The Court emphasised that the law recognises same sex marriages and regulates the rights of parents who have entered in to surrogacy agreements. As such, the policies of the employer should protect the rights from the Civil Union Act and the Children’s Act.
The above case shows how our South African labour legislation needs to be more progressive towards both men and women in the workplace that have children. Section 25 of the BCEA is completely silent on maternity leave for same-sex partners in a civil union.
Section 27 of the BCEA grants an employee 3 days family responsibility leave when a child is born. This then means that 3 days family responsibility leave is the only statutory leave available to parents in a civil union and for paternity leave. Certain countries like Iceland, Finland and Portugal allow men to take more paternity leave.
In terms of Section 228 of the Children’s Act, an adopted child is one that has been placed in the permanent care of a person in terms of a court order. Presently, some companies allow employees to take adoption leave however, the problem is that the adoption leave granted is often shorter than maternity leave. Employees are also entitled to claim adoption benefits from the Unemployment Insurance Fund if a child has been adopted in terms of the Children’s Act.
The Children’s Act deals with the best interest of a child and does not delve into any labour law issues. By contrast, the Children and Families Act 2014 in the United Kingdom (UK) gives employment protection, leave and compensation (equivalent to maternity rights) to UK parents having children born through surrogacy. This law applies to heterosexual and same-sex couples who have a child through surrogacy, provided they intend to apply for a parental order. As a parent in a civil union if your company allows you 3 days family responsibility and/or paternity leave one has to ask whether 3 days is sufficient time to bond with your new born child? Is 3 days sufficient to prepare for the child’s mental and physical well-being and then be absent for the most critical part of a child’s development?
Perhaps, the South African Labour legislation needs to consider the option of “parental leave” and allow men and women in civil unions’ equal access to this type leave in event of an adoption or surrogacy arrangement.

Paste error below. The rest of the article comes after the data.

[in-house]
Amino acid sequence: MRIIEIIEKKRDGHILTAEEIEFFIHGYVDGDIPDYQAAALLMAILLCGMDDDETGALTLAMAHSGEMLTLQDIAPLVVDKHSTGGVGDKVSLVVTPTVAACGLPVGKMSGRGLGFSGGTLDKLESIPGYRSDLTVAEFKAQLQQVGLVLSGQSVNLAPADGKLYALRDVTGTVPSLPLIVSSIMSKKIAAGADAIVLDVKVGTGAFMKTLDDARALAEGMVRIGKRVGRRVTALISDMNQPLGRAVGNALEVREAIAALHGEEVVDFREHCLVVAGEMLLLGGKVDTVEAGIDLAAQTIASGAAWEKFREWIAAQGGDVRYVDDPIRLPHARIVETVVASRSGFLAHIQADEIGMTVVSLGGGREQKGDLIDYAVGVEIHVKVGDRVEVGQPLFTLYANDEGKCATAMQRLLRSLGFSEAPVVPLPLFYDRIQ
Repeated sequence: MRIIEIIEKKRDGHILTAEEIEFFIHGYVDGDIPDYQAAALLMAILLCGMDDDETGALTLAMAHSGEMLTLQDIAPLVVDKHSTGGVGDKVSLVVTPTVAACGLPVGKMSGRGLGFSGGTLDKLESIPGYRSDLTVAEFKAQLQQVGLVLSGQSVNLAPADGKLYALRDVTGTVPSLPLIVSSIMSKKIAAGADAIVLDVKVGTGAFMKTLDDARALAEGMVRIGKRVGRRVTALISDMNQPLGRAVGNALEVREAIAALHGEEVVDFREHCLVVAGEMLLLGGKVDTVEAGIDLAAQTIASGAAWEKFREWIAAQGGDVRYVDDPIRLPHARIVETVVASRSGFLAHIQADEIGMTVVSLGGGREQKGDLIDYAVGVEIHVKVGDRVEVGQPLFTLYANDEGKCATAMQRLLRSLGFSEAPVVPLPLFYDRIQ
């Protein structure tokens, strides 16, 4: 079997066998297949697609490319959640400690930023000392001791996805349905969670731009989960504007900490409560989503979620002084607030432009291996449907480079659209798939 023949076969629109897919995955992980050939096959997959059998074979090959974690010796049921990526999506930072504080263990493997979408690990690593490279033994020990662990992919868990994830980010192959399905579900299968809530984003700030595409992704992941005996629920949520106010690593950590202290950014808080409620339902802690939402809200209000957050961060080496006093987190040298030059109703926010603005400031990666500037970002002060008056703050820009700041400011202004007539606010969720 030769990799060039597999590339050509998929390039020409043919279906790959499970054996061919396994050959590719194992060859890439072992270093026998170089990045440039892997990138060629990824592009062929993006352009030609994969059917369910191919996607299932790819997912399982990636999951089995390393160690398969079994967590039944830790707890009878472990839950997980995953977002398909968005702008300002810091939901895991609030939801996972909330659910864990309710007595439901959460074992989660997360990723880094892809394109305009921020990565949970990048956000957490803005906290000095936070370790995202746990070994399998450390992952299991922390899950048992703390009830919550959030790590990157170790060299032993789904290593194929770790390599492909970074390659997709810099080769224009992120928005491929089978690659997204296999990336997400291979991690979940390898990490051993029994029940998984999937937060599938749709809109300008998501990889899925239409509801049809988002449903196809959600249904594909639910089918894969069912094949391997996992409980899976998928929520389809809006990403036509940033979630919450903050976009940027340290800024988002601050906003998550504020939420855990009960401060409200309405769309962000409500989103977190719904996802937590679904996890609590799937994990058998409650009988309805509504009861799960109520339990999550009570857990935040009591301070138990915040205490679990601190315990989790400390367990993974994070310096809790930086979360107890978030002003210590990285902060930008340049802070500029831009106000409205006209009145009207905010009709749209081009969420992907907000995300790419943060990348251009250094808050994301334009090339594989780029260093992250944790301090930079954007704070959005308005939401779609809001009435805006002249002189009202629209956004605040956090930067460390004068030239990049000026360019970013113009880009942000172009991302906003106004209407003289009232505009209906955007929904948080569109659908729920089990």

Professor Frederick Noel Zaal, a Family Law expert from the Law Faculty at University of Kwa-Zulu Natal, Durban, said in reference to the MIA judgement that “this judgment is to be welcomed as a step forward in promoting equality and is in accordance with section 9(3) of the Bill of Rights.”
Although the recent judgement is welcomed by many South Africans, there remain some unanswered questions. The judgement seems to be applicable only to homosexual persons in registered civil unions, who have or will become parents by way of surrogacy agreements. However, there is no clarity as to whether both parents are equally entitled to maternity leave. To the extent that only one parent is entitled to maternity leave, what would the criteria be to determine which parent should be granted maternity leave? Should both parents be entitled to maternity leave, one could argue that this will constitute unfair discrimination towards heterosexual men who are only entitled to 3 days family responsibility leave upon the birth of their children. A further concern is whether this ruling would be equally applicable to a same-sex couple in an unregistered civil union who have concluded a surrogacy agreement.
Despite the recent judgement being a progressive step in our South African legal system, our labour legislation needs to consider other legislation like the Civil Unions Act, the Children’s Act, Unemployment Insurance Act and public policy in order to protect the rights and interests of all South Africans as envisaged in the Constitution.
Naledi Motsiri is the Senior Associate, Pro bono department & Olivia Eleanor Timothy, HR Manager – Werksmans Attorneys.
This article appeared in the June 2015 issue of HR Future magazine.